There were 966 reported cases of measles in 2018 in England. This is a massive increase from the year before, when Public Health England reported 259 cases.
The increase has been attributed to a record Europe-wide outbreak which has seen nearly 83,000 people contract measles across the continent from January to December 2018.
The majority of measles cases have been in people who are not vaccinated, especially young people aged 15 and older who missed out on the MMR vaccination when they were younger.
About 30% of those infected have been admitted to hospital.
One of the symptoms of measles is a high temperature, so it’s vital you have an accurate and easy-to-use thermometer to help you monitor your patient.
Dr Mary Ramsay, head of immunisation at Public Health England, said: ‘We will continue to see measles cases in unvaccinated individuals and are monitoring the situation carefully. People who have not had two doses of the measles, mumps and rubella (MMR) vaccine are particularly at risk.
‘The UK achieved WHO measles elimination status last year, so the overall risk of measles to the UK population is low. However, due to ongoing measles outbreaks in Europe, we will continue to see cases in unimmunised individuals and limited onward spread can occur in communities with low MMR coverage and in age groups with very close mixing.’
What are the symptoms of measles?
Measles is a highly infectious virus that causes a rash and high fever. If a child catches it, he or she may spend around five days in bed, and may be off school for 10 days. However, it’s even more serious in adults, and those that catch it could be ill for much longer.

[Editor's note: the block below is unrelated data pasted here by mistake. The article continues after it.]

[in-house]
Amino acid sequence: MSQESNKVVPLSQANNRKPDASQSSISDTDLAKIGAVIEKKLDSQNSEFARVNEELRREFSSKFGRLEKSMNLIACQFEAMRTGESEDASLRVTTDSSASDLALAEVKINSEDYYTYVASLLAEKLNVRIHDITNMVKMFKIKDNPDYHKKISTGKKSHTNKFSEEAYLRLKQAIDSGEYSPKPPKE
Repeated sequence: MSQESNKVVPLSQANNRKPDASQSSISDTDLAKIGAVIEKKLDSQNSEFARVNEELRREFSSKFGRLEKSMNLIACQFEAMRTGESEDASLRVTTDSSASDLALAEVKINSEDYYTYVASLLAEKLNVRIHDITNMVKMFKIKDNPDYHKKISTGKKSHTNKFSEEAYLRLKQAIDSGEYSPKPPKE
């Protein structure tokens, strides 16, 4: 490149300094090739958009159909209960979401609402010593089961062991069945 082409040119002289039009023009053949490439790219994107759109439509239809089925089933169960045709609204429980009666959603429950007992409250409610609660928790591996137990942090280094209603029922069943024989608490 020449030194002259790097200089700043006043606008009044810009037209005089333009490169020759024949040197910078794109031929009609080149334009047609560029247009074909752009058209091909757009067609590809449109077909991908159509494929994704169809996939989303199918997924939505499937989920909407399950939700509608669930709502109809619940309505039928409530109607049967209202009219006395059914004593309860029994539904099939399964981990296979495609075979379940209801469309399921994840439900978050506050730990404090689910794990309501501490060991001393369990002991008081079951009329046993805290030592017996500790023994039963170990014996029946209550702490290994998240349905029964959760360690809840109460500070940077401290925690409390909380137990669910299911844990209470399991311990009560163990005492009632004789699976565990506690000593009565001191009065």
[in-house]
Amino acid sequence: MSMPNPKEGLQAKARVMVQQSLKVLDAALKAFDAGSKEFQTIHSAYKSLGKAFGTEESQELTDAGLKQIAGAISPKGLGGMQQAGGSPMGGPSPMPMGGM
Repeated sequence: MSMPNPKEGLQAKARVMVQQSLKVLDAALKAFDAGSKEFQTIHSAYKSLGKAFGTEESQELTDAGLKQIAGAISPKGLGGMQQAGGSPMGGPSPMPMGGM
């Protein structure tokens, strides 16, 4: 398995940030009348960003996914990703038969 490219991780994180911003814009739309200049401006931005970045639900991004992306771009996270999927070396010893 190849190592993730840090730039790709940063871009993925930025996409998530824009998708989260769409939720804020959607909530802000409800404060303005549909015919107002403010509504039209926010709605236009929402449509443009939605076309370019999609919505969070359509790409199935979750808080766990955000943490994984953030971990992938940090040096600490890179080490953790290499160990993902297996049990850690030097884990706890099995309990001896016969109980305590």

Measles symptoms include:
- High temperature and a fever
- Sore, red, watery eyes
- Feeling achy
- Blotchy, red-brown rash
According to the NHS, around one in every 15 children will develop more serious complications as a result of measles. These can include ear and chest infections, fits, diarrhoea, encephalitis (infection of the brain), and brain damage.
Fatal cases of measles are extremely rare, but not unheard of.
Measles is a virus, so there’s no specific treatment if you or your child catches it. You can ease symptoms with painkillers and rest, and you should stay home until you’re no longer infectious.
Someone exposed to the virus usually shows symptoms seven to 14 days later. People with measles can spread the disease from four days before the rash starts until about four days after that.
If you’re worried that you or your child might have come into contact with someone with measles, or you think they might have the illness, contact your GP or call the NHS helpline on 111.
Worried about a rash on your child? Read our guide to common childhood rashes for more advice and guidance on what to do if your child develops one.
Fifty years of the measles vaccine
Last year marked fifty years since the development of the first measles containing vaccine and its introduction into the childhood immunisation programme.
In 1988, the measles, mumps and rubella vaccine (MMR) was introduced, with children receiving one dose when they were around a year old, and a second dose when they were pre-school age.
It is estimated that 20 million measles cases and 4,500 deaths have been prevented since 1968 in the UK because of the vaccination.
In 1967, the year before the first measles vaccine, there were 460,407 notifications of measles cases. By 2016, this figure had dropped to 1,642.
However, there have recently been increases in the number of measles cases as unvaccinated children have picked up the infection in localised outbreaks or while travelling abroad, where vaccination programmes have less uptake.
It’s also linked to a lower uptake of childhood vaccines in the UK, or failing to receive both doses of the MMR vaccine.
Recent outbreaks have hit London, the South East and the North West of England.
There were no cases of measles in Northern Ireland in 2018.
We requested measles data for Wales and Scotland but had not received any prior to publication.